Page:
Language Design: Gotchas With Variadic Minus

Treating the minus operator as a function can be tricky and dangerous

published Oct 17 2020

TLDR: variadic -, as seen in Lisps, has gotchas; it may be allowed syntactically, but not as a variadic function.

- tends to be overloaded with two different operations: negation and subtraction. Negation is always unary. Subtraction can be variadic. Unary subtraction is an identity function that returns the first argument unchanged without negating it.

ƒ negate(a)         = 0 - a

ƒ subtract(a)       = a
ƒ subtract(a b)     = a - b
ƒ subtract(a b c)   = (a - b) - c
ƒ subtract(a b c d) = ((a - b) - c) - d

In math and many programming languages, there’s no ambiguity because - is either unary prefix (negation) or binary infix (subtraction):

-A       |    Negation.
B - C    |    Subtraction.

But in Lisps, - is always prefix, always variadic, and when called with a single argument, it always negates it.

The following examples use Racket. Let’s dynamically pass N arguments to -:

#lang racket/base

(define (subtract . args) (apply - args))

(println (subtract 11 33 55))
(println (subtract 11 33))
(println (subtract 11))
-77
-22
-11 ; Performed negation, not subtraction!

The last call performed negation on its only argument.

Correct variadic subtraction:

#lang racket/base

(define (flip fun) (lambda (a b) (fun b a)))
(define (foldl1 fun seq) (foldl fun (car seq) (cdr seq)))
(define (subtract . args) (foldl1 (flip -) args))

(println (subtract 11 33 55))
(println (subtract 11 33))
(println (subtract 11))
-77
-22
11

Now, 11 was correctly returned as-is.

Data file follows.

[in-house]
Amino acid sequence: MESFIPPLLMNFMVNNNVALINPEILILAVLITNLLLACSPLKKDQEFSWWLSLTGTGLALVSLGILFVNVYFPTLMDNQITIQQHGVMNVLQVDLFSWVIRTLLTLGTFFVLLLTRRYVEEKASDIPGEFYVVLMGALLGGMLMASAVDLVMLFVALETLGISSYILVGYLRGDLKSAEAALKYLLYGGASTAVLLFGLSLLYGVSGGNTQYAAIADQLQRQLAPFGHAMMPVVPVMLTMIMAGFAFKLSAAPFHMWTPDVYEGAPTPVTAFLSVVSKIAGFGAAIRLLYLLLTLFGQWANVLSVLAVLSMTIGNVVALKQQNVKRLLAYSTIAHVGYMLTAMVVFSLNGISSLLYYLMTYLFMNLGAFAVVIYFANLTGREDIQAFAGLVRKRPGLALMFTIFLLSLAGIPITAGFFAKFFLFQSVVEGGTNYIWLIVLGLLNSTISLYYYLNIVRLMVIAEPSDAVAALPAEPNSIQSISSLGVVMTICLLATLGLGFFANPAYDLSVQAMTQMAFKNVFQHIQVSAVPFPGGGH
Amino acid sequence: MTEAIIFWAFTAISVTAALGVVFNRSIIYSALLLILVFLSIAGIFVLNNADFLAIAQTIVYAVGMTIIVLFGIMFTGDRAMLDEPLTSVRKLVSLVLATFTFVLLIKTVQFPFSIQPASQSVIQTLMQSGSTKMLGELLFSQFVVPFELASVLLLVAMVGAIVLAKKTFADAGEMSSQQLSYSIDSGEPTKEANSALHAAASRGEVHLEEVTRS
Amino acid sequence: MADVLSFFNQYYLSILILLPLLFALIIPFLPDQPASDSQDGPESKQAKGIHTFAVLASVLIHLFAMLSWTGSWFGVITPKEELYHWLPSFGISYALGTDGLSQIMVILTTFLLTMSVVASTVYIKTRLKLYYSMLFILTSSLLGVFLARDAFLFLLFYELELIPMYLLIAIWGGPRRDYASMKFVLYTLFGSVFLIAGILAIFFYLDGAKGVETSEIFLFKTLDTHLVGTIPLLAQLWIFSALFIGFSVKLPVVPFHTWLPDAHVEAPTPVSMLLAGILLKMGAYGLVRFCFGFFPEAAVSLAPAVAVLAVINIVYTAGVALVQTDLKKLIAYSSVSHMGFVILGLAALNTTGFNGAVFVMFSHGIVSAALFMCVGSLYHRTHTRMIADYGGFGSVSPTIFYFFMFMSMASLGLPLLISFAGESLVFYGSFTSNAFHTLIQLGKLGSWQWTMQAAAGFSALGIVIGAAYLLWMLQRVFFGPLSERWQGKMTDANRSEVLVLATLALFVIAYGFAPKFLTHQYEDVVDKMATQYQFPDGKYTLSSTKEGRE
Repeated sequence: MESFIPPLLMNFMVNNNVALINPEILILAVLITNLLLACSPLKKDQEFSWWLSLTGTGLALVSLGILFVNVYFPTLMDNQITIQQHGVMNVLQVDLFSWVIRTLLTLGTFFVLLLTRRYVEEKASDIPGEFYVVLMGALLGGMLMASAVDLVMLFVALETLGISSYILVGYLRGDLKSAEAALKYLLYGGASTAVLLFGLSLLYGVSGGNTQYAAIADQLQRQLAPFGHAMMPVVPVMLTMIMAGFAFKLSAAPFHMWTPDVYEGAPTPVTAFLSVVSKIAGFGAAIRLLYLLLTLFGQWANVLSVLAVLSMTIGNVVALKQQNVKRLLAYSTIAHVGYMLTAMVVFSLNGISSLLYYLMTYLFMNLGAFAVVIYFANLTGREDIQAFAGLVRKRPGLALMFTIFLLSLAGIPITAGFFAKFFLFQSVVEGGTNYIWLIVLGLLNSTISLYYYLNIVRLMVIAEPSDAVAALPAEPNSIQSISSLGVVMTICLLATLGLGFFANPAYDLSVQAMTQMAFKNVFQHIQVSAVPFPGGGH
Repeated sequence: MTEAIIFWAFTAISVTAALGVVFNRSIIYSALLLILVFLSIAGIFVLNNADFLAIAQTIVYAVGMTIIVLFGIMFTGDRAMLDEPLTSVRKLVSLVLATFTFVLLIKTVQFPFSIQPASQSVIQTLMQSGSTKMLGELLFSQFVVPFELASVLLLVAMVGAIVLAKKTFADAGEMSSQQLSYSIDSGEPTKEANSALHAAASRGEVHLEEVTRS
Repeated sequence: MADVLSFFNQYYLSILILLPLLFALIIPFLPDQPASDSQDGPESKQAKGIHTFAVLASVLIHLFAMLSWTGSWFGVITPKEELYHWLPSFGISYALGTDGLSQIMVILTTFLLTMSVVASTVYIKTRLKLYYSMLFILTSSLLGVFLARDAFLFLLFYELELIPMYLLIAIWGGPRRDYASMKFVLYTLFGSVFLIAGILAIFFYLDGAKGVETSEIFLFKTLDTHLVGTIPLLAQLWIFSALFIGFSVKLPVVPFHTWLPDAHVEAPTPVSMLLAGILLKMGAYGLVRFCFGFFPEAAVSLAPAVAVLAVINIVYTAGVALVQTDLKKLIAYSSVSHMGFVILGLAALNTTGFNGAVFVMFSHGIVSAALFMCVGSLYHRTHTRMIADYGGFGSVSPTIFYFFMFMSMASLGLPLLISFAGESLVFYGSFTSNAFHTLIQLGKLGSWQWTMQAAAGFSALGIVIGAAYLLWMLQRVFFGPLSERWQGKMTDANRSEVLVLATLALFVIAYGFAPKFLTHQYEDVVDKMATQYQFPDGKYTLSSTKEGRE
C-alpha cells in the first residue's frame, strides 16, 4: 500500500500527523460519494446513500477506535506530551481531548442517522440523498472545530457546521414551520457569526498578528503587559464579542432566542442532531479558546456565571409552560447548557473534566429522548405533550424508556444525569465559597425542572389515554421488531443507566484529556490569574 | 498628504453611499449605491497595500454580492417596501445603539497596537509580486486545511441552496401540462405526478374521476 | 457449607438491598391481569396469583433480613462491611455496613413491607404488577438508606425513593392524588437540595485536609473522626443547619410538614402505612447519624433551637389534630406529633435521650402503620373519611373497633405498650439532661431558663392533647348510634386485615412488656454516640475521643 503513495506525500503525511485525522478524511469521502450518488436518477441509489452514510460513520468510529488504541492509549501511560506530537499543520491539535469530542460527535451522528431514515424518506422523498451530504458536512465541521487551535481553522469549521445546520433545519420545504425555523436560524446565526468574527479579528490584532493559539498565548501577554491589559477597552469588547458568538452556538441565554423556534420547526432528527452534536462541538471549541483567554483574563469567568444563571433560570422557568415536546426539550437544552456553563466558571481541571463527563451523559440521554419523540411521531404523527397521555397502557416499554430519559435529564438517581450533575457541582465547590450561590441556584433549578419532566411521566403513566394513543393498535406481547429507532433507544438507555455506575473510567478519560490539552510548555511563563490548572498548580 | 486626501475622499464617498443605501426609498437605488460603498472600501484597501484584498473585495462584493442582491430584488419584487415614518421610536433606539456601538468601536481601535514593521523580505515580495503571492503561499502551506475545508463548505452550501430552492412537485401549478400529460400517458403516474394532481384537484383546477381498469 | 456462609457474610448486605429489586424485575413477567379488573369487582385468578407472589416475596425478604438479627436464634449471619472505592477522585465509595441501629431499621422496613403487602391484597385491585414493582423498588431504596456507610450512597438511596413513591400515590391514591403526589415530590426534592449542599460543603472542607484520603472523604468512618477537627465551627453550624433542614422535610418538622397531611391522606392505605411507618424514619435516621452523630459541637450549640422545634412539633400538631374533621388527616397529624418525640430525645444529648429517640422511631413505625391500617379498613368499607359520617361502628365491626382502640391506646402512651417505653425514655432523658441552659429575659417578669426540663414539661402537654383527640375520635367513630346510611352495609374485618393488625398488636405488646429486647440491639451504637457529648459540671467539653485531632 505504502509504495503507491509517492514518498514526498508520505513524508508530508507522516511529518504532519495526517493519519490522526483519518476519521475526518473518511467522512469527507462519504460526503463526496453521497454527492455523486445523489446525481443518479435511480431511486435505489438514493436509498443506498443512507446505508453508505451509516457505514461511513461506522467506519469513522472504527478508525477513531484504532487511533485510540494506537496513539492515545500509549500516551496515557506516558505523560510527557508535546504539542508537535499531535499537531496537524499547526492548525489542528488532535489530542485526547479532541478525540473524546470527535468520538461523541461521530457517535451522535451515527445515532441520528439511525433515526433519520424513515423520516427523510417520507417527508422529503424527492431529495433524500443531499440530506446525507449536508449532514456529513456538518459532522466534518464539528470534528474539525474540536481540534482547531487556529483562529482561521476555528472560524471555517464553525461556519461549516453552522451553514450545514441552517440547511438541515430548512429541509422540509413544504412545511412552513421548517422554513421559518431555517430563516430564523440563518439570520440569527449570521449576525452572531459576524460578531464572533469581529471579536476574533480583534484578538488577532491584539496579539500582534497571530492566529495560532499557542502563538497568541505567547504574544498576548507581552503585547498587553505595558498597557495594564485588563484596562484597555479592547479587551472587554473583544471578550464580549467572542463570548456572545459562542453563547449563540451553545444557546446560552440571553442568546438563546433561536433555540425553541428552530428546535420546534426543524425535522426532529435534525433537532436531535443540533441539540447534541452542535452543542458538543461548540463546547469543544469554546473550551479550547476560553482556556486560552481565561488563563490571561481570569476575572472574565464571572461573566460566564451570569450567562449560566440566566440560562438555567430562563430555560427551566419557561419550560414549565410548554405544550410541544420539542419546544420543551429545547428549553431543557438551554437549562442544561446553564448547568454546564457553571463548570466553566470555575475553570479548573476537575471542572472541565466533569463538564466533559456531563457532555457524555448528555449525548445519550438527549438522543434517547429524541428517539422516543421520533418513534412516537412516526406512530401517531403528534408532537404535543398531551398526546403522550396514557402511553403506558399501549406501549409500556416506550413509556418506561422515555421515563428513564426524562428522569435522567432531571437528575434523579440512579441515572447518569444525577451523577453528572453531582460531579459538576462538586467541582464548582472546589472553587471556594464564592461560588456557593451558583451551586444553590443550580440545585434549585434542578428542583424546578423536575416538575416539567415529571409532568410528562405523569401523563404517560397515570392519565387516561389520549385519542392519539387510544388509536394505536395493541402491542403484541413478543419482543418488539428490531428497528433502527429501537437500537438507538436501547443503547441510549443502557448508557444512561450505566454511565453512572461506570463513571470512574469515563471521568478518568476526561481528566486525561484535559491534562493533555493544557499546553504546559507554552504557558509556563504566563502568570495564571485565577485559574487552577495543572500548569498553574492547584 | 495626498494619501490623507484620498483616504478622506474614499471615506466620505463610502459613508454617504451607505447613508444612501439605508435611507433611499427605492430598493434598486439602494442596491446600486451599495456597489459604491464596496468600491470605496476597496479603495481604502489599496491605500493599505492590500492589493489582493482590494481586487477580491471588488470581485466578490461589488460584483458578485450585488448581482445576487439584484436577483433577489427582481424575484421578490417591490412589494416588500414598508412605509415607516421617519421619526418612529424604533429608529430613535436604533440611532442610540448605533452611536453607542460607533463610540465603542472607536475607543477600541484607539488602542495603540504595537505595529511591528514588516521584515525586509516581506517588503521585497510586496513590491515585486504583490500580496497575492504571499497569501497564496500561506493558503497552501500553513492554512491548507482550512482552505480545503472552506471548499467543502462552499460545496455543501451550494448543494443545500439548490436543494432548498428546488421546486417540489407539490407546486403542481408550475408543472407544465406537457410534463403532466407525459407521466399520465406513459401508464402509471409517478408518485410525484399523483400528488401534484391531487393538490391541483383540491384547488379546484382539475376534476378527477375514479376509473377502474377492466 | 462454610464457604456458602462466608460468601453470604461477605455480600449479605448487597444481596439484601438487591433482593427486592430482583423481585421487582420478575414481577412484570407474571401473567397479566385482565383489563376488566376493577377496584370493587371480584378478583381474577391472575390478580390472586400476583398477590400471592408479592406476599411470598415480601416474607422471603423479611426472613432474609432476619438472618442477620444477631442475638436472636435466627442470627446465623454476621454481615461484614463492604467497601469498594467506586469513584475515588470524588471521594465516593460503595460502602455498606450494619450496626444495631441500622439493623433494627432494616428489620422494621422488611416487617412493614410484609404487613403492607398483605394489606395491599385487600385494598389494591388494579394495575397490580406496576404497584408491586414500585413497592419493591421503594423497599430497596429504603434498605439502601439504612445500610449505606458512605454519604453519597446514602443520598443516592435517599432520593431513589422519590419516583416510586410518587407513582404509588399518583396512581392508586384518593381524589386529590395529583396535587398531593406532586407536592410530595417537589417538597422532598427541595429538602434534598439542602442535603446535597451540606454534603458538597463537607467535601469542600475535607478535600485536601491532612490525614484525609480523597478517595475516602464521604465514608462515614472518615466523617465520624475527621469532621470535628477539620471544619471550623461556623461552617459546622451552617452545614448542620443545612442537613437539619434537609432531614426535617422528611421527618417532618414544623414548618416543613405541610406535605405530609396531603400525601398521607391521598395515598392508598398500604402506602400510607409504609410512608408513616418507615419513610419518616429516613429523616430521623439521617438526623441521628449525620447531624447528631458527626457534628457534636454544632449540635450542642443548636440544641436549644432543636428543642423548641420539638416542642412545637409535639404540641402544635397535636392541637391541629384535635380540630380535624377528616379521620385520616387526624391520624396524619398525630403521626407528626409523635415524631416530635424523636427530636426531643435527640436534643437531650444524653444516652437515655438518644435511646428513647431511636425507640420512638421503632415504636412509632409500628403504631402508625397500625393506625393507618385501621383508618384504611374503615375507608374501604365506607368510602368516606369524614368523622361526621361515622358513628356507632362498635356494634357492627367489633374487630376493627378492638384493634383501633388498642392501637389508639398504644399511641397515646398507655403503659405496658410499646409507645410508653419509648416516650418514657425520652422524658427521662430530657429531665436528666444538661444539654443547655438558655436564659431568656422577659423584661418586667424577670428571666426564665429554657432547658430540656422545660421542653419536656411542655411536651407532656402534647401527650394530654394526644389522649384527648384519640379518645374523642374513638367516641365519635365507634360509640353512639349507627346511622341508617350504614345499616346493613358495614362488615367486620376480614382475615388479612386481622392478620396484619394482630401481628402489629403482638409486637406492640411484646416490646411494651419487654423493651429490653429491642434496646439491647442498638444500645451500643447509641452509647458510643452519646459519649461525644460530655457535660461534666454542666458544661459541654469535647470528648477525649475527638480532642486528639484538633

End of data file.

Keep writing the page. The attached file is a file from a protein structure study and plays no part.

Worth comparing to Haskell, which also generalizes operators into functions, but handles - differently. In Haskell, the function - is always binary subtraction:

main = do
  print (foldl1 (-) [11, 33, 55])
  print (foldl1 (-) [11, 33])
  print (foldl1 (-) [11])
-77
-22
11

Haskell doesn’t allow to overload functions on parameter count. You can’t define - as both unary and binary. So they special-cased unary - in the syntax, converting it to negate:

main = do
  print (-11)
  print (negate 11)
-11
-11

Lisp and Haskell create this problem for themselves by treating - as a function while overloading it with two different functions. Most languages don’t have this problem because they don’t have - as a function. Languages with operator overloading tend to differentiate between negation and subtraction. For example, Rust has ops::Neg and ops::Sub. Literal - is converted into calls to one of those. When passing it to a higher-order function, you either pass ops::Neg::neg, or ops::Sub::sub, avoiding the problem completely.


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